Jean-Hippolyte Flandrin was a 19th-century French painter. His celebrated 1836 work Jeune Homme Nu Assis au Bord de la Mer ("Young Male Nude Seated beside the Sea") is in the Louvre.
From an early age, Flandrin showed interest in the arts and a career as a painter. However, his parents pressured him to become a businessman, and having very little training, he was forced to instead become a miniature painter.
Hippolyte was the second of three sons, all of whom were painters in some aspect. Augusto, his older brother, spent most of his life as a professor at Lyon and later died there. Paul, his younger brother, was a painter of portraits and religious imagery.
Hippolyte and Paul spent some time at Lyon, saving to leave for Paris in 1829 and study under Louis Hersent. Eventually, they settled in the studio of Jean Auguste Dominique Ingres, who became not only their instructor but their friend for life. At first, Hippolyte struggled as a poor artist. However, in 1832, he won the Prix de Rome for his painting Recognition of Theseus by his Father. This prestigious art scholarship meant that he was no longer limited by his poverty.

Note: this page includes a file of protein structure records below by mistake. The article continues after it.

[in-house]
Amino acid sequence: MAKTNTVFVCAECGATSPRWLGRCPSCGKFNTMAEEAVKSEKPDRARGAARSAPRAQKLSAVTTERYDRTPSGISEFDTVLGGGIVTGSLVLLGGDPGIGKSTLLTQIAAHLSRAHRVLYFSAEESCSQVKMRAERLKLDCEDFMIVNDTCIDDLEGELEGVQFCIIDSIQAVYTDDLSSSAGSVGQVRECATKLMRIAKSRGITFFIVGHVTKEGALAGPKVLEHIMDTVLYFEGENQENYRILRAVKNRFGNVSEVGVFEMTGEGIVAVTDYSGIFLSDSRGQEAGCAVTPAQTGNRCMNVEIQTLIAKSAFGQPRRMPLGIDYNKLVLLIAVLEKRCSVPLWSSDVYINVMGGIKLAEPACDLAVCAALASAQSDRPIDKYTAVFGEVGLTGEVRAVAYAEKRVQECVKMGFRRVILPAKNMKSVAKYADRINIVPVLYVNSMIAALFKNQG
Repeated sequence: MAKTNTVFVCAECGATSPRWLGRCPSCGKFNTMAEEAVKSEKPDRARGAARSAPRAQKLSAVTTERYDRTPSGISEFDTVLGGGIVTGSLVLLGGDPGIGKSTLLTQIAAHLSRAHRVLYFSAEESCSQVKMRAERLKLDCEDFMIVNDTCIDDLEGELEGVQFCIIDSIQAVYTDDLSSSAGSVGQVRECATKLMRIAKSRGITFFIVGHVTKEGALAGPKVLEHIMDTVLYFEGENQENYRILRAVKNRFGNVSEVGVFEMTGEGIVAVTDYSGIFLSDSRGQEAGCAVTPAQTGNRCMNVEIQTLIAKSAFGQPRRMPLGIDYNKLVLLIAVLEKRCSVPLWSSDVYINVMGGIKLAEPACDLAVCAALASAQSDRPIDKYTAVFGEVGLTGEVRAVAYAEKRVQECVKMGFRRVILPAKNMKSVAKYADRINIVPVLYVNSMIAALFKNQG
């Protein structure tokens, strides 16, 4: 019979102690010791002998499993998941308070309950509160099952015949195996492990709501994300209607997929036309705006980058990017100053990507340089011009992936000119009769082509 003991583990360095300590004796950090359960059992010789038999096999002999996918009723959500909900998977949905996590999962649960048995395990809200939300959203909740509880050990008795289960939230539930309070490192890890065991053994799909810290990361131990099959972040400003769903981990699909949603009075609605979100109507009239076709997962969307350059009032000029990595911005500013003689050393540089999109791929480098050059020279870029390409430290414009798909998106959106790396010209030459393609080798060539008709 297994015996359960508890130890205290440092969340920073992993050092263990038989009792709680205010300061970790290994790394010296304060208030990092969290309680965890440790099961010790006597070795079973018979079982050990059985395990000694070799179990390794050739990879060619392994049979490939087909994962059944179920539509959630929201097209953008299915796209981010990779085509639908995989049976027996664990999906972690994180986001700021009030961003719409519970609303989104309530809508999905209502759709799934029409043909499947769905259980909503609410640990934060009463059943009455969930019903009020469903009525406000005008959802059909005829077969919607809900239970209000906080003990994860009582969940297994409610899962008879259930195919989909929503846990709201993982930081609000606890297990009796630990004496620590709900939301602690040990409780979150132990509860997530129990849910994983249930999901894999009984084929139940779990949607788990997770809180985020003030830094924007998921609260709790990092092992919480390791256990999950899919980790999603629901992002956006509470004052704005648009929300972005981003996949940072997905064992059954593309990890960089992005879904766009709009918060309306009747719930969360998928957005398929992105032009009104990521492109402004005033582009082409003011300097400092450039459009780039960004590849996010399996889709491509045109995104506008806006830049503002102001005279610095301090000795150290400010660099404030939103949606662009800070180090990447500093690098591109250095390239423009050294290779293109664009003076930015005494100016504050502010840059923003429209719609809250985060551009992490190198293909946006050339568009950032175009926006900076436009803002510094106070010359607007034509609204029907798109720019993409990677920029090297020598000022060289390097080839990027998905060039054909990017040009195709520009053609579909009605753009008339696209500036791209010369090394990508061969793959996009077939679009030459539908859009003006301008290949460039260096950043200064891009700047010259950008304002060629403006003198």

The Prix de Rome allowed him to study for five years in Rome. While there, he created several paintings, increasing his celebrity both in France and Italy. His painting St. Clair Healing the Blind was created for the cathedral of Nantes, and at the exhibition of 1855 years later, it also brought him a medal of the first class.